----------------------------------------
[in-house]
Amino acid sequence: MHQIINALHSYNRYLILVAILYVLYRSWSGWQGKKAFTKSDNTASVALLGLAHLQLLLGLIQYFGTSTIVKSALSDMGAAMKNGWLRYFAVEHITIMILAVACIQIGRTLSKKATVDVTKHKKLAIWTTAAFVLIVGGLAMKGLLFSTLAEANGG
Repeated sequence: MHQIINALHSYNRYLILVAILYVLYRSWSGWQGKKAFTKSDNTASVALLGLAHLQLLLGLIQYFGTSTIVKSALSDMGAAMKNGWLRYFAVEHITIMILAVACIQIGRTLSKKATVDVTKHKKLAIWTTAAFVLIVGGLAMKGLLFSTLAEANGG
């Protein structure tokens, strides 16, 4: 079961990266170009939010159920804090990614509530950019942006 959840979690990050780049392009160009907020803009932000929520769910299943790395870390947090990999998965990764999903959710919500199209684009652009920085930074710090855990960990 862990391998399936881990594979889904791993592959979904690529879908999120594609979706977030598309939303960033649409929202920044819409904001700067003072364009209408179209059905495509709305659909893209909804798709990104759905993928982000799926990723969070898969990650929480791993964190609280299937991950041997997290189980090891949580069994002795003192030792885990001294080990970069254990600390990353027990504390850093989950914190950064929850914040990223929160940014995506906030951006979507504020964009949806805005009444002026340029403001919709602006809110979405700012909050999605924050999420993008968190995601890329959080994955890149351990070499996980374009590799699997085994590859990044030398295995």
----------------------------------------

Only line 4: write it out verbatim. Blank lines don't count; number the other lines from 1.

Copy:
């Protein structure tokens, strides 16, 4: 079961990266170009939010159920804090990614509530950019942006 959840979690990050780049392009160009907020803009932000929520769910299943790395870390947090990999998965990764999903959710919500199209684009652009920085930074710090855990960990 862990391998399936881990594979889904791993592959979904690529879908999120594609979706977030598309939303960033649409929202920044819409904001700067003072364009209408179209059905495509709305659909893209909804798709990104759905993928982000799926990723969070898969990650929480791993964190609280299937991950041997997290189980090891949580069994002795003192030792885990001294080990970069254990600390990353027990504390850093989950914190950064929850914040990223929160940014995506906030951006979507504020964009949806805005009444002026340029403001919709602006809110979405700012909050999605924050999420993008968190995601890329959080994955890149351990070499996980374009590799699997085994590859990044030398295995």